Lazier Than Thou
I am lazier than you. I say that not to boast or self-flagellate, but as a mere statement of fact. Before you argue with me over this point, I ask you this: are you reading this at work?
I am at home.
I stand behind my record. It is 12:31 on a Thursday and I am sitting on the couch, listening to music and wearing slippers. And why am I here? Because I am lazier than you.
I just finished eating lunch: pretzels, grapes and cottage cheese. I suppose I could have looked a little harder for something that resembled an actual meal, and as I counted out my pretzels I thought, "man, lunch is getting pretty boring," but I'm just too lazy to put forth the effort required to make lunch more interesting, unless it involves going somewhere and having someone else make lunch for me.
Yesterday I grabbed a tortilla and sliced up some cheese, but as usual couldn't get myself to take the next step and heat up the thing to make it into a quesadilla. Too much work.
I can count the number of times in he past 41 years that I've wanted to work harder than anyone around me on exactly one hand. They are as follows:
1) doing math in grade school, until we moved to Orange County and they couldn't figure out what to do with me, so they sat me in a corner until everyone else caught up and I had sufficiently lost interest in math.
2) Playing baseball, which I actually kind of sucked at, but worked incredibly hard at to become mediocre. The day it ended, on a bullpen mound next to the practice fields at Santa Clara University, my shoulder and elbow throbbing with pain as I bounced sinkers up to the plate, I thought, "Well, that's no big deal," but it was. To this day I feel inspired by baseball fields. Maybe I should take my laptop out to one?
3) Playing the guitar which, after an aborted attempt as a child, I suddenly became obsessed with at age 20. Because it wasn't indie enough to take lessons, my skills never progressed past the campfire stage, but I remember forcing my Stupid Americans bandmates Roger A. Hunt and the Frederick brothers to keep practicing, long after they wanted to quit for the night.
The band thing never panned out, because Hunt went to law school and the Frederick brothers moved away, but also because you're not supposed to play in a garage band into your 30s and 40s, unless you happen to have been born between 1946 and 1956, in which case you can continue to play, pretending to be relevant, long past your expiration date.
4) There was this one time I remember, in August of 1993, standing over the shoulder of this guy Bill, who was putting together my motorcycle 'zine, The Zealot, on his Mac at 2 in the morning. I remember thinking, "So this is what it's like to be passionately involved in some kind of work. How novel."
Unfortunately, that was the last issue of The Zealot, and was greeted with derision both from advertisers and from my former business partner, who left a bile-filled message on my answering machine, informing me in his exaggerated northern Kentucky accent that "awl the artwork belawngs to me. Ah own it."
5) Playing volleyball. See baseball, only add 15 or so years. We moved to San Francisco and volleyball ended. I was too lazy to look for a new team.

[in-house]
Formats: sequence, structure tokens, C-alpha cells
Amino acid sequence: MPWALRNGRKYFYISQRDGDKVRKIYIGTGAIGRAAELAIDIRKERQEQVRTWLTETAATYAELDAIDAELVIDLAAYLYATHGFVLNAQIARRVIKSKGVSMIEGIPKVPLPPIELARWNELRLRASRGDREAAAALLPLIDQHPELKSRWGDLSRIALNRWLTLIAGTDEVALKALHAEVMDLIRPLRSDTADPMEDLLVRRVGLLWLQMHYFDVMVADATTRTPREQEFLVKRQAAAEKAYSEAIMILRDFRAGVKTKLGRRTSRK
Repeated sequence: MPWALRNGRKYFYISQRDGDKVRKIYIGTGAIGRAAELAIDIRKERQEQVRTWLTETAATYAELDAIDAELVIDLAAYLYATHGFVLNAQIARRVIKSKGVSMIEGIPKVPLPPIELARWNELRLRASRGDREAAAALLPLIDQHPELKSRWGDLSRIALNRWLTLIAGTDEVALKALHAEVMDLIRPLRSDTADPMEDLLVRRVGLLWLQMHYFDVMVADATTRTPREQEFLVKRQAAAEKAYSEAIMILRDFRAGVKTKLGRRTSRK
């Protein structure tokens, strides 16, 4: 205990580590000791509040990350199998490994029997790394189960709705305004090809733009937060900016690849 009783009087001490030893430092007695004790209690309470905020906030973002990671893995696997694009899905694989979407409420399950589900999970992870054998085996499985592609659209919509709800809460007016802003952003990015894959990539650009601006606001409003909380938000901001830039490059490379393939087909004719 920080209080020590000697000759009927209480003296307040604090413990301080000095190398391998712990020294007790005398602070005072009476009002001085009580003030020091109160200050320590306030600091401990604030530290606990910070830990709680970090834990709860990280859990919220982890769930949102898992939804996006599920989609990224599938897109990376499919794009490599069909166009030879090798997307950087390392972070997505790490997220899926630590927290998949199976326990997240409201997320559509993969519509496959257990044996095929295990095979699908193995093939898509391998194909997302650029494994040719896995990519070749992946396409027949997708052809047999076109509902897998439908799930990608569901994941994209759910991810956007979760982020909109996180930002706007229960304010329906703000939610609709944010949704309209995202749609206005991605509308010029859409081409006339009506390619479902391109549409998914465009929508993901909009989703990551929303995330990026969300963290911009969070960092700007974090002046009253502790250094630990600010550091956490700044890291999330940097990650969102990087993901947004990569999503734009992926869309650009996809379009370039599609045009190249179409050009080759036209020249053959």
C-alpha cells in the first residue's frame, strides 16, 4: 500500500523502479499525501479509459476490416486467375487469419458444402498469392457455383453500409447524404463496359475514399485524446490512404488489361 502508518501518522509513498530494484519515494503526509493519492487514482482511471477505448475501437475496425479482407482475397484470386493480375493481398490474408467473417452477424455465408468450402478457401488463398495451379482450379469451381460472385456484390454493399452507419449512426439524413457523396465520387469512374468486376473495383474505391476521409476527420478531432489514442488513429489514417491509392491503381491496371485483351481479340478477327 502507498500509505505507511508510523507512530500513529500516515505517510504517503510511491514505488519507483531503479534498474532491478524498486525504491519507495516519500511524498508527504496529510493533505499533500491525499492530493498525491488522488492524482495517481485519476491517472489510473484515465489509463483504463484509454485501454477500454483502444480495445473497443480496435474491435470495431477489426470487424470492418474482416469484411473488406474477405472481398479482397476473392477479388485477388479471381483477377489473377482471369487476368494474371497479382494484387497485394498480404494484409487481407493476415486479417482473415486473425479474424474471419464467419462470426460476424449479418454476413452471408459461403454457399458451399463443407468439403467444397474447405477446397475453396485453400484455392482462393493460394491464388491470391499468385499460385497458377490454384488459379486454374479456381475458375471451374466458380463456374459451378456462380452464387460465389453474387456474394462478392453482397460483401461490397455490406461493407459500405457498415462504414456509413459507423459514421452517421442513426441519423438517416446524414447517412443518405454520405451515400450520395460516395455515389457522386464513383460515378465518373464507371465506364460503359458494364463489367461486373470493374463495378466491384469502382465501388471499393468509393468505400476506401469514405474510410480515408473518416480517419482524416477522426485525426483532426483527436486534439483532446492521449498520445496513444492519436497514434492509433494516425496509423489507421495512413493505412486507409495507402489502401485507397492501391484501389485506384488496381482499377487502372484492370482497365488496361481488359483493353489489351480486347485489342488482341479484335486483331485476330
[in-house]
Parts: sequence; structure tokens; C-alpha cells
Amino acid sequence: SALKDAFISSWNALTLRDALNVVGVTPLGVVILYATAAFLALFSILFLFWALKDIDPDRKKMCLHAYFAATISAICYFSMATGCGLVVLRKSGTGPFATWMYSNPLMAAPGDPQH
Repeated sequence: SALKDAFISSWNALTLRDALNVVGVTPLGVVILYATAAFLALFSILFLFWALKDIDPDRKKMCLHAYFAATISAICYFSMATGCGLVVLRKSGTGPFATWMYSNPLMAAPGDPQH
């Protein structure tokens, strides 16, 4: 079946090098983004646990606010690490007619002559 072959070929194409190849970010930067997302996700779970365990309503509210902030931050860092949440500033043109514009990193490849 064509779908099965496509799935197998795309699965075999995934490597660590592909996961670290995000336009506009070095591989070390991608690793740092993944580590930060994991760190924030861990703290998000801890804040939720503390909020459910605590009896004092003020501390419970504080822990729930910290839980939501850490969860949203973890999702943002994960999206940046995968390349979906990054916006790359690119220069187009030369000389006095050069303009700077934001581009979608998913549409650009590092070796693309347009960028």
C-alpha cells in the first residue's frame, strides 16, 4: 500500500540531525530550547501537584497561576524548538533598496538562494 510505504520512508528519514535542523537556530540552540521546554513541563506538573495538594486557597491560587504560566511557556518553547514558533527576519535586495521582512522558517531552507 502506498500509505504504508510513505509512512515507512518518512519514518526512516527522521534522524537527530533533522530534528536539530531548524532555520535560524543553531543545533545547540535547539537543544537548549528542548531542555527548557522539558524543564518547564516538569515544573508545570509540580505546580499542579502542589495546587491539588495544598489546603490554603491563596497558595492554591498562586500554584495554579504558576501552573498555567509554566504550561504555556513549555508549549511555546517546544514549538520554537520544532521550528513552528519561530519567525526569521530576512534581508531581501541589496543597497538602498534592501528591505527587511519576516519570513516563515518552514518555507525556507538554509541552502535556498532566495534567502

So that's it. Five times in 41 years. And note that three of the five start with "playing."
With this kind of history, am I motivated to become less lazy? No. I
n fact, if I was allowed, my perfect day would look something like this: wake up around 9:30 or 10:00, lay in bed reading, then get out of bed and do some more reading. Go get lunch, maybe shop for some CDs or books, come back, read. Sit down and attempt to do some work on the computer, only to spend two hours researching 1970s TV shows or emailing strange photos to Roger Hunt.
Walk around, read. Rinse, repeat. I've got this great mafia book I'm reading right now. It's about 800 pages long and all of these things keep getting in the way of reading it. Today I had to go workout, then had a bunch of errands to do. Then I had to go thank the construction guys down the street for retrieving Shack when he escaped (while I was at the gym). Later I have to get the oil changed in the Acura and take Shack for a walk.
So you see my pain.
It's too bad there isn't a way for turn reading into a lucrative -- and yet mostly immobile -- career. Yes, I go to the gym, but I have to convince myself, during the dangerous period spanning from the time I wake up to the time I arrive at the gym, to continue moving forward. It's easy when I have to drop the Jawa at school, because momentum has me out of the house, contact lenses in, clothes on, a mere ten minutes from 24-hour fitness.
Once I'm at the gym, it's no easier. I have to re-convince myself to continue, each step of the way. "I can just do some cardio today," I'll tell myself, and then, "20 minutes is probably okay for today," while I'm climbing away on the Precor. "There's a guy sitting at the machine I want to use. I won't do that one today."
Being lazy does not make life easier, because it's not sustainable in the adult world. It's a daily struggle to force myself to at least do enough to continue to appear to be functioning as a semi-productive adult.
It would be helpful if I could conquer my EDD (energy deficiency disorder), or rather ELD (excessive laziness disorder), but for now I'll have to make do with work-arounds, or coping strategies as they call them in the mental health professionals community.
I think Shack has the right idea. Run around like a crazy person for awhile, then sleep. Get someone to feed you, ignore all personal hygiene, look mournful all the time and people will rub your head and give you food. Is that too much for ask for?
I hope you enjoyed the links in the last post. I'm too lazy to put any in this one.